If only real-life high school had been for me what it is for the student body of the fictitious Albuquerque of High School Musical. No real-life adolescence could remotely begin to replicate the smiles on the faces of these students. You know why? Because this is Disney. In all Disney Channel Original’s there are small obstacles that must be overcome, sure, but by the end the plastic characters always reach euphoria, and life settles into that easy going routine that could never be achieved anywhere else.
The story starts with the “it” boy, the star basketball player of a team going to the championship game, and a new girl who’s always been known as the brainiest in the class. Their first two encounters are a throwback to another high school musical, the 1978 song and dance flick Grease.
Troy Bolton (Zac Efron) and Gabriella Montez (Vanessa Hudgens) meet during winter vacation, expecting never to see one another again—but when classes begin, they discover they now go to the same school. (Oh boy!) Thankfully, Troy dropped Danny Zuko’s “tough guy” exterior for this modern rendition of the exact same opening film sequence, and instead of playing it cool in front of his pals, Troy’s excited at the coincidence.
After reuniting and reminiscing about their karaoke adventure over the break, Troy and Gabriella find themselves inadvertently auditioning for the school musical and landing call backs—only it’s on the same day as the basketball championship and Gabriella’s science competition. What are they going to do? True to form, Disney’s given us likable characters, goals and obstacles—and all the audience needs to do is sit back and watch as the clever leads and ensemble cast sidestep the predicaments, all the while joining each other for choreographed dance routines and never once singing off key.
In order to do this movie justice, I’ll need to give my recommendations separately, divided into two groups.
Children, teens, Disney fans:
See this movie! It’s entertaining for a teen mindset and extremely colorful. The characters are nicely fleshed out with a good mixture of school-related drama and a splash of at-home family drama. Efron and Hudgens are attractive, sweet and endearing (and an off-screen couple too!), which makes for the perfect movie for a young teen in puppy love to live vicariously through the characters. The songs are fairly catchy and upbeat adding a very Disney energy.
Adults, anyone looking for something other than a made-for-TV movie:
Do not see this movie! I actually like other Disney Channel movies like Brink! and Johnny Tsunami. Was it the subject matter? Or the fact that HSM is a musical that makes it especially cheesy? Were the 90s movies just better? It’s hard to say. The story was perfectly fine. The acting from most characters was all right, especially because the over-the-top cartoonish quality was actually demanded of the actors. But the dance sequences. Oh the dance sequences. The musical numbers in High School Musical were nearly unbearable.
For instance, one part that I found particularly cheesy because of its contradictory quality, was on the basketball court. Just moments after Troy is berated by his basketball buddies for wanting to sing in the school play, the team joins together for a choreographed gymnasium number, uniformed and all. The basketball moves are even incorporated into the dance.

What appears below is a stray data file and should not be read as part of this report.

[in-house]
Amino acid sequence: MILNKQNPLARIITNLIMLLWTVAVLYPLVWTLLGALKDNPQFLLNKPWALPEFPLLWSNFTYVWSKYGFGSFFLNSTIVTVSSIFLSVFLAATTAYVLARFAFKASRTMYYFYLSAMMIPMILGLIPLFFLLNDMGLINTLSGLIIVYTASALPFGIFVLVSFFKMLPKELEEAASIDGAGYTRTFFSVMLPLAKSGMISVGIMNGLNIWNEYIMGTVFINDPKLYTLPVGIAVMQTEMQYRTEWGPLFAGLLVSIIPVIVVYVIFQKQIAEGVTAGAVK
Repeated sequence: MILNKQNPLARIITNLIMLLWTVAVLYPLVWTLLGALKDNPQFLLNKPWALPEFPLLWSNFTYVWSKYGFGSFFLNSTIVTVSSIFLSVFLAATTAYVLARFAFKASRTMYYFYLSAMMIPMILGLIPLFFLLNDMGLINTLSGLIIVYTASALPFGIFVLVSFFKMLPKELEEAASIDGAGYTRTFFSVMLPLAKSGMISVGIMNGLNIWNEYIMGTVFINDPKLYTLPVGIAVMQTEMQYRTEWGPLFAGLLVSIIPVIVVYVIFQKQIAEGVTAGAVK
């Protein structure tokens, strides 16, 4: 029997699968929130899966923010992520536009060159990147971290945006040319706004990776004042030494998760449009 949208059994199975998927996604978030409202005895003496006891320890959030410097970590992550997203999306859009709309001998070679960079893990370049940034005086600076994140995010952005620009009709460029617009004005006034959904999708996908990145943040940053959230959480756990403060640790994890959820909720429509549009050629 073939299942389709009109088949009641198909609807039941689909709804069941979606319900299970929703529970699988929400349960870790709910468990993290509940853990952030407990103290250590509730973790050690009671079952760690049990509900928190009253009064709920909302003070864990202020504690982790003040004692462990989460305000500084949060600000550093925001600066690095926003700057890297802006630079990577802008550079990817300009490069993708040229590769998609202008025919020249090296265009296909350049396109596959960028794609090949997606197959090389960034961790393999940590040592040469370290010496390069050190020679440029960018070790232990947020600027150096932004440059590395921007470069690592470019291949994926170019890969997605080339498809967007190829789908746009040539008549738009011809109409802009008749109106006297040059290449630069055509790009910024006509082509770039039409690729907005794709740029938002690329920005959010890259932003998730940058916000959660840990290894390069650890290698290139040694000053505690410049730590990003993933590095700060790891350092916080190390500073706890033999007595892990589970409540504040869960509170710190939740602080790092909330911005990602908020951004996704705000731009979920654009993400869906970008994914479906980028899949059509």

This is something I’ve never fully understood about musicals—are the characters not aware that they’ve just sung and/or danced? In films like Moulin Rouge or Chicago (both Oscar winning), the characters seem aware when they’ve broken out into song at random—or at least it’s masked by a dream sequence of sorts. But in the far-from-Oscar-nominated High School Musical, the characters seem aloof most of the time to this. Otherwise, the basketball team would not sashay across the court.
In general, it’s important the audience isn’t aware of blatant irony fixed into the story, but here I suppose it’s relatively allowable being that it is after all a musical, and of course, that it’s Disney. And in a Disney movie, no matter what the basketball team has said in the past—it will end up singing and dancing to best prepare for the big game.
The four long years of real-life high school would be much more tolerable if every struggle culminated with the entire school in all smiles. For most people it’ll be too contrived to be enjoyable, but it’s cute and fun for a younger audience. Although completely unrealistic, good for Disney that it’s been it’s M.O. for decades to churn a fairytale out of something as unpleasant as high school.
DVD Bonus Features
The Remix edition Blu-ray is loaded with extras that anyone in the “Children, teens, Disney fans” category will love. It’s got a “Making Of” section, and a “Reunion” section in which the actors are interviewed. These two will be fan-favorites.
The extras get a huge helping of Disney in the three sections in which the audience is invited to sing/dance along with sequences, after they’ve completed the “Learning the Moves” section. And also—there are five “Music Videos” that feature the various musical numbers and the actors creating the sequences for the film, in the recording studio and on the set. The extras are just about as teeny-bopper as it gets, but it’s on par with the movie itself, so as far as extras go—it’s swimming in them.
"High School Musical: Remix" is on sale February 17, 2009 and is rated G. Children & Family, Musical. Directed by Kenny Ortega. Written by Peter Barsocchini (screenplay). Starring Ashley Tisdale, Corbin Bleu, Lucas Grabeel, Monique Coleman, Vanessa Hudgens, Zac Efron.